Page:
level 3 lifetime skills guarantee

One of the country’s largest manufacturing sectors has hit out at the “frustrating” and “bureaucratic” process of adding courses on to the level 3 lifetime skills guarantee offer.

The Food and Drink Federation (FDF) was left “puzzled” in December when their industry was one of many key economic sectors overlooked in the original list of 380 qualifications being offered to some adults aged 24 and above for free from April.

The federation, which represents around 900 employers, has since been lobbying for a number of food manufacturing courses to be added but has found the process “difficult”.

Only mayoral combined authorities and awarding bodies can submit bids for qualifications to be added, and the Department for Education is only allowing applications every other month. The first was in January, which was too soon for FDF’s bid to be ready, so they’re having to wait until the end of March.

Mark Corbett, the federation’s education and skills policy manager, told FE Week that food manufacturing “shouldn’t have been in this position in the first place” as the sector, which employs nearly half a million people, is perfectly placed for people who have lost their jobs and want to retrain.

level 3 lifetime skills guarantee

Mark Corbett

“We are one of the sectors that has kept the nation fed throughout the pandemic,” Corbett said. “We were hailed by government as hidden heroes, but then for courses in our sector to be missed off, and then to be asked to go through this quite difficult process of getting courses added, is disgruntling.”

Industries such as hospitality, tourism and the media were left off the government list because they were deemed to be a low priority with low wages.

Corbett said there was “clearly something wrong” with the methodology adopted and claimed the DfE confuses food manufacturing with hospitality and catering. This led to the industry being omitted while the engineering and manufacturing technologies sectors were included, he added.

Explaining his experience of the application process so far, Corbett said: “It is very bureaucratic. As a trade association we are not allowed to submit any application to get courses added.

“We have pulled together different stakeholders and created a working group. We’re currently pulling together all the courses we think should be added and align our application together to submit it through mayoral combined authorities and make this case as strong as possible.”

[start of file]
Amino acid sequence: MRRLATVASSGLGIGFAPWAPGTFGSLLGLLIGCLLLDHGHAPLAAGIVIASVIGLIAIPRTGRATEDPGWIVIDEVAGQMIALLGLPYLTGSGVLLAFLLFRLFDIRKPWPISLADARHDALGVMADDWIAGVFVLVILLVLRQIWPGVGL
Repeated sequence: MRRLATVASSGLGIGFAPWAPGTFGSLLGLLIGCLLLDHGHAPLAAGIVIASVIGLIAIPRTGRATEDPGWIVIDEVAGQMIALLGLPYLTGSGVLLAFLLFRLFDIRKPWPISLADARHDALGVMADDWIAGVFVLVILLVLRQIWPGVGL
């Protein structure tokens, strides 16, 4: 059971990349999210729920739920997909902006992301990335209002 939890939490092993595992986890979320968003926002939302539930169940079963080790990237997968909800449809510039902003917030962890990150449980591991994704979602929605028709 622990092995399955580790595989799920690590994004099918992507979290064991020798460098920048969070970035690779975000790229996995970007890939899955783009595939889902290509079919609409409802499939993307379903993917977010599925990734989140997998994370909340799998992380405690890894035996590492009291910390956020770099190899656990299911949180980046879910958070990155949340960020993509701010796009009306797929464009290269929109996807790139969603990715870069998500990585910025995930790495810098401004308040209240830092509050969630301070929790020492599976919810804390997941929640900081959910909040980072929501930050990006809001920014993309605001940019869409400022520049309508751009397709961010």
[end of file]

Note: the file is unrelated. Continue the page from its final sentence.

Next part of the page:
He continued: “We have to make a case for the number of learners we expect to have, how we will support the local economy – is it part of local skills plans and the industrial strategy.

“We are a national sector so to have that regional criteria are a bit frustrating.”

Corbett said the situation is additionally frustrating because last month’s Skills for Jobs white paper “sold itself as putting employers at the centre to influence the skills system and yet employers do not have any role in this current system of getting courses added”.

 

The process is based on existing and well-understood processes

The level 3 courses chosen by the DfE will be fully funded for adults aged 24 and above without a full qualification at level 3 – equivalent to two full A-levels. The policy will be rolled out from April, funded by the National Skills Fund.

At the time the list was unveiled, the department said it had chosen qualifications that were “valued by employers”.

Defending the process for adding courses, a DfE spokesperson said: “The process for suggesting additional qualifications to include in the level 3 adult offer is based on existing and well-understood processes.

“We encourage these organisations [mayoral combined authorities and awarding bodies] to work with employers and put forward their suggestions, to ensure the offer provides people with chance to gain the skills they need to get ahead.

“We have been engaging with sector representatives – including those from the food and drink manufacturing sector – since the publication of the qualifications list in December and will continue to do so.”

The new offer builds on a similar policy that has been in place since 2013. It allows adults up to the age of 23 to be fully funded for their first full-level 3 qualification from the adult education budget. Those aged 24 and over have since had to take out an advanced learner loan to pay for the course.